Toronto International Film Festival 2020 launches digital platform for the first time

The 45th Toronto International Film Festival (TIFF), which lasts for 10 days, has opened on September 10, however, COVID-19 safety precautions led to several adjustments to its format. The event partnered with online video platform Shift72 to develop an industry-leading online platform, which will host digital screenings, talks and special events.

For the first time, the festival's film screening will be a combination of in-person cinema and online screenings. In addition to limited theater seating, the festival's organizing committee also offers a variety of viewing options, including drive-ins and online platforms.

The number of screenings has also fallen sharply, from more than 300 in previous years to just 50 feature films and 35 short films this year. But organizers promise that each film will be a masterpiece, carefully chosen by the selection team.

The list includes "The Best Is Yet to Come," the feature-length debut by Chinese director Wang Jing and produced by Jia Zhangke; "76 Days," a documentary about Wuhan's fight against the COVID-19 epidemic, made by Chinese director Wu Hao.

The new film "Nomadland" by Chloé Zhao, a female Chinese director, is listed on the festival's website as one of the "must-see films." The organizing committee has disclosed in advance that Chloé Zhao will receive TIFF Ebert Director Award during TIFF Tribute Awards Broadcast.

In a series of online activities, a number of films including "The Past of Huanghuangtang," "Three Cordyceps," and "Lost in Gusu city" were also exhibited at the Chinese film exhibition.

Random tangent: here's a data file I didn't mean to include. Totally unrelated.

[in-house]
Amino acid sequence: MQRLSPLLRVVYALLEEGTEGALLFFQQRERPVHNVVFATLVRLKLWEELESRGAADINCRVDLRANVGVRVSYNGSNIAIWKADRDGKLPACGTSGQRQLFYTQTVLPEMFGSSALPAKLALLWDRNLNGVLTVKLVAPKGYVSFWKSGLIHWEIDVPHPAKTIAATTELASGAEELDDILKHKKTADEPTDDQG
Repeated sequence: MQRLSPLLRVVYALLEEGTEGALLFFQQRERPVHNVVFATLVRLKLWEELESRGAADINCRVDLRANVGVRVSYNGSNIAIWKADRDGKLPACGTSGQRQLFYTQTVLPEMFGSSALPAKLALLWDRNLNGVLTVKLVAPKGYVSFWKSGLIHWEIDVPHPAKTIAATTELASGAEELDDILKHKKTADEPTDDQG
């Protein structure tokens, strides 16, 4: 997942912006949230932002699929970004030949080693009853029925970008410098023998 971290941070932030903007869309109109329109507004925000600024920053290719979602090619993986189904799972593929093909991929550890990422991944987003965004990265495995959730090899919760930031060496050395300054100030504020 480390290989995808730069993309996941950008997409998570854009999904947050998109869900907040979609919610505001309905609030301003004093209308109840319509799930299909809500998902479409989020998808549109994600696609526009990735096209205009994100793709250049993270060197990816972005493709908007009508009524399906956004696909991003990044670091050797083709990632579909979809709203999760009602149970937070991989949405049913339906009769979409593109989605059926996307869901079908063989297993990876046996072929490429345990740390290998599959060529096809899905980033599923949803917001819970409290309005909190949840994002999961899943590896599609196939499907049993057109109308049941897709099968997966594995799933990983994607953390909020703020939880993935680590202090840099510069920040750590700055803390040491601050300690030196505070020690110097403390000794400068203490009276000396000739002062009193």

In addition to the online screenings, the festival will conduct all the industry exchange activities, such as masterclasses and lectures, on the "cloud." 

Despite fans not being able to meet celebrities on the red carpet, 50 of the world's leading film directors and actors have been invited as ambassadors to the TIFF 2020 to show their support, including well-known Chinese filmmakers Jia Zhangke, Zhang Ziyi, and Donnie Yen, as well as Lulu Wang, a Chinese-American director who directed "Posthumous" (2014), and "The Farewell" (2019).

The TIFF launched the "For the Love of Film Fund" earlier this year to support the film industry's recovery. The festival's organizers said it generates more than 200 million Canadian dollars (CAD) a year for Toronto and Ontario, where it is based.

The Toronto International Film Festival was founded in 1976 and has become a well-known brand event in the Canadian film industry, as well as one of the most prestigious international film festivals in the world. The Grolsch People's Choice Award, voted by audiences during the TIFF, often goes on to win an Oscar the following year, making TIFF an Oscar bellwether.

(Cover image from CFP)